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Greetings! Many things have occurred since my last belated Governor's newsletter in November. In fact, what I had planned to be a blast email has morphed into a full newsletter. This of course fits with one of the goals of our strategic plan to increase communication to the membership. In that regards I will provide a disclaimer. I am not an educator so don't expect teaching in my newsletters. My role as outlined in my Governor-elect submission is to serve as a conduit of information from ACP to our state chapter and from TNACP back to ACP. The disclaimer is I have freely extracted information from various sources and have tried to explicitly cite those references when it hasn't been implicitly obvious. In addition to the various topics as outlined I do need help from the membership in submitting award nominees, Governor Council nominees, and volunteers to serve on our various state committees. I have also provided a link to the Chapter Bylaws at our website that provides some details on these committees and council.
Insure Tennessee - ACP nationally and TNACP state wise have been in favor and actively pursue increase access to care. TNACP along with the Tennessee Medical Association have been in support of access to affordable healthcare for all Tennesseans. Governor Bill Haslam had worked with CMS over the past 18 months to craft an innovative expansion of Medicaid (TennCare) called "Insure Tennessee" which he presented to a special called session of the legislature. The legislature rejected his proposal so it is unlikely we will see any expansion of TennCare during the remainder of this 109th general assembly. I would refer you to a recent article in JAMA Network online March 2 that updates CMS's State Innovative Model initiative.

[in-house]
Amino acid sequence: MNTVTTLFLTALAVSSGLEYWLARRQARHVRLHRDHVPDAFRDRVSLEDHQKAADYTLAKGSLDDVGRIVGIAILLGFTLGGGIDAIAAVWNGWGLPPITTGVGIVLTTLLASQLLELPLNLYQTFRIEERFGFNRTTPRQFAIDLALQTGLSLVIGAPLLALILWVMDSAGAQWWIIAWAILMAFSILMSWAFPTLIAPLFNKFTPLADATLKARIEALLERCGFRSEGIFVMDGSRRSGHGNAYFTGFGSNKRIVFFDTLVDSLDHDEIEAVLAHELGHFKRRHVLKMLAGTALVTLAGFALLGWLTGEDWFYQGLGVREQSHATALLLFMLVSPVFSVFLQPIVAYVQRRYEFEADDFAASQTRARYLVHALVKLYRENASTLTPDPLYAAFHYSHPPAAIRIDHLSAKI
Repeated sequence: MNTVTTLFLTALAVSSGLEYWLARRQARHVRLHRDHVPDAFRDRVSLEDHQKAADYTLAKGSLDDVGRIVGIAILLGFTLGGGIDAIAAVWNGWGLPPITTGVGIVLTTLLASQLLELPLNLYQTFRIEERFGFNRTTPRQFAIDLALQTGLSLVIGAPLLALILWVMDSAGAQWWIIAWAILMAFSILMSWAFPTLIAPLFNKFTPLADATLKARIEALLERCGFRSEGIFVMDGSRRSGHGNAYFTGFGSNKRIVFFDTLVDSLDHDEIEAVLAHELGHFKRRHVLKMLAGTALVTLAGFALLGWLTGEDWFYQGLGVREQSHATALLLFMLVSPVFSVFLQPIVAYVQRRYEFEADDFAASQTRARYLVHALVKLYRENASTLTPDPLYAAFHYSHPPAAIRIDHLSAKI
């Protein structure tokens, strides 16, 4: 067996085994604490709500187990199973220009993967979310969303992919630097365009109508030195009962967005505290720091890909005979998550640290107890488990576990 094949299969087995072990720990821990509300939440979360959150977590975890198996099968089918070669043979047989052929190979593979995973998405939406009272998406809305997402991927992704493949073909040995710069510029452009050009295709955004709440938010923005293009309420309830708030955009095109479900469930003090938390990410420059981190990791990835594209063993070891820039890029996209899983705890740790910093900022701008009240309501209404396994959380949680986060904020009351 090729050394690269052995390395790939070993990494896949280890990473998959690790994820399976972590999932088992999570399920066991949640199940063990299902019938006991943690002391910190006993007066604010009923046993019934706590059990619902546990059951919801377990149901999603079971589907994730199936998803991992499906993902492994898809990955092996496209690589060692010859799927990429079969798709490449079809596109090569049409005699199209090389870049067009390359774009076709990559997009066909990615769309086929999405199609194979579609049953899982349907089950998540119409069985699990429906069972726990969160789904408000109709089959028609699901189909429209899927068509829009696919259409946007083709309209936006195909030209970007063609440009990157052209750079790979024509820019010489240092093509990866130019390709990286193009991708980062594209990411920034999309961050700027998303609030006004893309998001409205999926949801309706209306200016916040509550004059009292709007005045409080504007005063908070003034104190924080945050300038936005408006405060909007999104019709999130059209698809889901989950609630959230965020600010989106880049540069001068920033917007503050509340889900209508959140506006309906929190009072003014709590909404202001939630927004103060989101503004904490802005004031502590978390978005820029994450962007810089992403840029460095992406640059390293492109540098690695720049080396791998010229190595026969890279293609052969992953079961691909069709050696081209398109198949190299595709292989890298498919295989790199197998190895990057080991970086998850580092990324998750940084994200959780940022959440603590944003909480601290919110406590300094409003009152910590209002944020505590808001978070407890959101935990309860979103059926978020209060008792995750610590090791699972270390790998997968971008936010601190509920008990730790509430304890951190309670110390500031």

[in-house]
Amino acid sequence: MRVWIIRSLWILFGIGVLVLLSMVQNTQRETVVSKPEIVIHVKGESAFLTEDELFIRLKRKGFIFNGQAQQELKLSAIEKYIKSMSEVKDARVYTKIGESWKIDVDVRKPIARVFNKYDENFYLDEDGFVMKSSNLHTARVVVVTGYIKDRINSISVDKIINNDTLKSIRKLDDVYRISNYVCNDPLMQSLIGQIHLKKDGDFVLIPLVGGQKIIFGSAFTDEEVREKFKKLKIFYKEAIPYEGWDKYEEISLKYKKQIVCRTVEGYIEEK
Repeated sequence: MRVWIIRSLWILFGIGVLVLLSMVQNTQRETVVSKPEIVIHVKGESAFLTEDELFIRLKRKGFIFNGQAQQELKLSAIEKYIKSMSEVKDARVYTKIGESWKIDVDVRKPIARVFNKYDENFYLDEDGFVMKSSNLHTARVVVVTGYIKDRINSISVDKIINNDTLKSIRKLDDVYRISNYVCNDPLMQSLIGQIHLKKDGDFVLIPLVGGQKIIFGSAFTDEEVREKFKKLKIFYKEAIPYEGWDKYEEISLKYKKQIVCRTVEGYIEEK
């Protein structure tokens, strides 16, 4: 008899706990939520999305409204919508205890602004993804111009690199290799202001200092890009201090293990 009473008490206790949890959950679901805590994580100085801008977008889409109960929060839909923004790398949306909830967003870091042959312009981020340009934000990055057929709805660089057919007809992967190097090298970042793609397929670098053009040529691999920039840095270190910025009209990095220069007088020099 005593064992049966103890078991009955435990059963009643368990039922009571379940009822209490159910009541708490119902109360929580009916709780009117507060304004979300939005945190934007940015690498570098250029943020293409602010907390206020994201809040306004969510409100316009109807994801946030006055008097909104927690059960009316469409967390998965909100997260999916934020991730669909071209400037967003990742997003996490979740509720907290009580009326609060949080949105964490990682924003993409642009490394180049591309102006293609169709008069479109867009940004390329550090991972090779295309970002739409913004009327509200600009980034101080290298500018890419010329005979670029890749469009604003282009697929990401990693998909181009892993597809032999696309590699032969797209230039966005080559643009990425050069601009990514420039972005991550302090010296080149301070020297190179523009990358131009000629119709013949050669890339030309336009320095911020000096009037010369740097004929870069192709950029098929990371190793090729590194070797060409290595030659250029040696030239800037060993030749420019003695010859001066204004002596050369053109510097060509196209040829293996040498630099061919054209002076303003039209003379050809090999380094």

TMA Day on the Hill (March 3, 2015) - Dr. Bob Vegors , your TNACP Health and Public Policy Chair, myself, and several other TNACP members were among the hoard of white coats who descended on the state legislature to meet with our various state senators and representatives to discuss current bills of concern to Internal Medicine. While several bills are being heard affecting medical practices I will focus on three currently being heard and one that is under development.
Payer Accountability/Healthcare Provider Stability Act (SB937 Watson/HB963 Lundberg) - TNACP supports this bill because it provides financial stability and business predictability for healthcare providers by requiring insurance companies to honor compensation provisions of their contracts. The reasons why TNACP supports this legislation includes 1) most insurance network contracts have mandatory provisions allowing payers to make reimbursement changes at any point for any reason; 2) healthcare providers have little negotiating power to refuse the provision and are forced into accepting payment changes; 3) this bill would keep agreed upon reimbursement rates consistent until either the renewal date or ending date of a contract, which is typically 12 months. When I met with Senator Jack Johnson who chairs the Senate Commerce and Labor Committee and has participated in some of the negotiations on this bill which have been ongoing since last year's session, he indicated the sticking point from the insurance companies perspective was agreeing with TMA's recommendation to limit changes in payment policy to two designated dates in a year.